Yet, this is how some (many, most??) of our patrons are interacting with the world around them these days, so I'd better get onboard with this New World Order in order to be more effective in my chosen career!
So, finally, after several days of digesting what the GenTech speakers had to say, here are my impressions.
We all know libraries have been facing incredible changes and challenges in the past decade or more. Defining and then accomplishing what we do, how and for whom, not to mention why seems a Sisyphean task these days -- at least since 1993 & Mosaic/Netscape/GUI. Technology is the culprit in making this task so difficult, but it can also be an ally.
Adapt or die. Is that our only option? Marketing seemed to be the overarching theme -- or at least some kind of image-realignment for libraries (public libraries were the main focus).
GenTech 2007 kicked off with Michael Wesch's thoughtful & insightful piece on Web 2.0
( http://www.youtube.com/watch?v=6gmP4nk0EOE ) & from there the conference was off & running, exploring the new opportunities available as well as looking at existing resources for expaning & redefining libraries & the central role they have (or should have) in their communities.
Some of it was overwhelming.
Michael Porter's presentation offered so many insights as to the kinds & amounts of technologies in use today that it was hard not to hear that
How can libraries possibly compete with that much $$ poured in by the private sector to attract people's attention as well as their time & money?
What it takes is the will to invest the staff time & energy to engage in those activities & spaces where many of our patrons (or potential patrons) spend a lot of their time -- not just by being physically out in the community, but also virtually by blogging, social networking & other online activities. And not just being there, but touting what libraries are, have & can do for them.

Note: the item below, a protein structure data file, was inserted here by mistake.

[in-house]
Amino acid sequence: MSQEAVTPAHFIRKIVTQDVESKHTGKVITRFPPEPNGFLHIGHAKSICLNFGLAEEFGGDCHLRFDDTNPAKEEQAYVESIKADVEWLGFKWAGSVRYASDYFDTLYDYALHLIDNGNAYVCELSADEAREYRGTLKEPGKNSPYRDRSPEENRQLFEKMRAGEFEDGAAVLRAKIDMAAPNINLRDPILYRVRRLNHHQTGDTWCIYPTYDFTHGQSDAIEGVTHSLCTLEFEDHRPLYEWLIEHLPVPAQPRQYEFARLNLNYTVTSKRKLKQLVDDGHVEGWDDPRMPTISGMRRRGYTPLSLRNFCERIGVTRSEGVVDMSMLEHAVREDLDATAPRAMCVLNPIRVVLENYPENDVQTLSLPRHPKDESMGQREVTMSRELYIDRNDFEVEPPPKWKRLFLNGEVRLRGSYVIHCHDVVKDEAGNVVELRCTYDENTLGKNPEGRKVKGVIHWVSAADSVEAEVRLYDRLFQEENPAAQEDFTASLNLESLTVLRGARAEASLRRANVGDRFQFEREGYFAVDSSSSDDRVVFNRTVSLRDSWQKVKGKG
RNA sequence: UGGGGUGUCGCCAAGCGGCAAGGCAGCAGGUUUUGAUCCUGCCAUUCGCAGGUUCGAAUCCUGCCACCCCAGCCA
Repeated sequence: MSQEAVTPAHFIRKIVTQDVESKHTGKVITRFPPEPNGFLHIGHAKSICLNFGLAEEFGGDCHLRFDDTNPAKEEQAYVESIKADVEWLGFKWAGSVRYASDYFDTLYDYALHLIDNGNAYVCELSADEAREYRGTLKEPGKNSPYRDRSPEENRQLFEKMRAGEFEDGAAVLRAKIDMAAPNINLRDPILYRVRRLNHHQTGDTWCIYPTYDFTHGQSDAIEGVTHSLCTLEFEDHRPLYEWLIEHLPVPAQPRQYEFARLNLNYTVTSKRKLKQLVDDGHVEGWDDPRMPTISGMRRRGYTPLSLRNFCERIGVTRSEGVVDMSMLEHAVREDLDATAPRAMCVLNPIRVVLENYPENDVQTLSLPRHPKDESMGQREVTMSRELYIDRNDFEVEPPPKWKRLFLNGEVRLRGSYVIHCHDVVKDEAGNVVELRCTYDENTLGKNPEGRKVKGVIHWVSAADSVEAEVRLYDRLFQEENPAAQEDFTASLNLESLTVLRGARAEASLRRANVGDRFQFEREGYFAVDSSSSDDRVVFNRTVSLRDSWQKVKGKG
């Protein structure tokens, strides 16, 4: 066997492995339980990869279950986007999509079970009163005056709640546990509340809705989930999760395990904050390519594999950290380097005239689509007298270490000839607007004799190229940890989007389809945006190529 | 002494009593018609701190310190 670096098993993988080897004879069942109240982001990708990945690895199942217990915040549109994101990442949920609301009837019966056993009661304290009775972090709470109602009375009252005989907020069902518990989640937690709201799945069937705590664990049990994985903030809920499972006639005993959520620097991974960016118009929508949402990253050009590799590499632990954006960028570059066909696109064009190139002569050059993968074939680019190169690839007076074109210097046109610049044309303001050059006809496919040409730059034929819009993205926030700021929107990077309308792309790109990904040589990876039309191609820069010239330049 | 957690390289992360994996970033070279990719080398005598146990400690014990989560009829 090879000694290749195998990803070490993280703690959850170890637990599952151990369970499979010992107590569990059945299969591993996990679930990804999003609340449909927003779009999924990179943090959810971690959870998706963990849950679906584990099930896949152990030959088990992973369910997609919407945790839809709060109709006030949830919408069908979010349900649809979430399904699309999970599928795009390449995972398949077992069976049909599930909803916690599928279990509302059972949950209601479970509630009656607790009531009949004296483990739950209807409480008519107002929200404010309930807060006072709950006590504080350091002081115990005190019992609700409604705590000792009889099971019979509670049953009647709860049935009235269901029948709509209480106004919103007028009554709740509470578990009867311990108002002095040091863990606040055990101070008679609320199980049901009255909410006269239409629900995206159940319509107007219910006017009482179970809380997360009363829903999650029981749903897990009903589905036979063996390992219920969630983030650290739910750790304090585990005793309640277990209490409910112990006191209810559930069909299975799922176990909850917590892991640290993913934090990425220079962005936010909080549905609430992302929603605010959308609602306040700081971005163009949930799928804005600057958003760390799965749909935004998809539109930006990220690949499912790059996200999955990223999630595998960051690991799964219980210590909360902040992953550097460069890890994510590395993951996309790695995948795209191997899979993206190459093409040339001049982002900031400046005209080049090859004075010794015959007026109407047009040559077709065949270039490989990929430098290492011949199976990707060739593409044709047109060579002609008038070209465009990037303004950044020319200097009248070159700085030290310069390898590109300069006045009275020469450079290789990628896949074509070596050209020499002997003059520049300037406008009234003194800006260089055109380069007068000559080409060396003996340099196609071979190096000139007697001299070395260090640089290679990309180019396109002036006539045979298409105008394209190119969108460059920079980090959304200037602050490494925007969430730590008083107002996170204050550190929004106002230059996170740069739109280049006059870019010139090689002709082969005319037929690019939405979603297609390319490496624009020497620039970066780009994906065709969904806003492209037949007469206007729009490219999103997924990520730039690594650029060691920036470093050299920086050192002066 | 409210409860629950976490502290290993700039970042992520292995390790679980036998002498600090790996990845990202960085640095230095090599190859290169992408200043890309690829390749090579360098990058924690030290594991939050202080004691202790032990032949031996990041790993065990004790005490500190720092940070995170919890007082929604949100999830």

Library outreach really needs to be *OUT*. Another point MP made was that libraries should not necessarily be looking to convince people to come *INTO* the library -- that virtual visits can be just as effective & informative & service-driven as in-person interactions. Personally, I think just organizing local & state government info & services into a simpler online pathfinder or database would have patrons weeping with joy.
Dell Jacoby was reassuring in her assessments of the "Gen" aspect of the equation -- the incredible synergy residing in our greatest resource: our staff. There are 4 generations of workers currently in the workplace today & each has its strengths. Listening & learning between and among generations needs to be a two-way (or more) street. I know I will be asking a GenX or Millennial for help with blogging & the rest of this Web 2.0 world just as I will be listening to the Traditionals & Boomers for past practices that succeeded (or failed!). We need to make the most effective use of our respective talents.
Analyzing & rearranging the physical library space as Anne Marie Luthro suggested is a wonderful idea, but it's something I'm sure many of us have already pointed out to our respective Admins & how many of us have actually been succesful? Really -- if you have been successful, please let the rest of us know how you managed it!!
I think we all have pretty good ideas of what needs to be done. The main problem, IMHO, is with bureaucratic, public institutions & the ponderous ways in which they work, not to mention the limited resources available & the limiting policies & procedures in which these resources can or must be used. By the time we get approval for anything, the next version is out & we're behind again... Change is good, but frequent change is really hard to keep up with!
Good luck to us all in finding strategies to cope with these Interesting Times that we're in!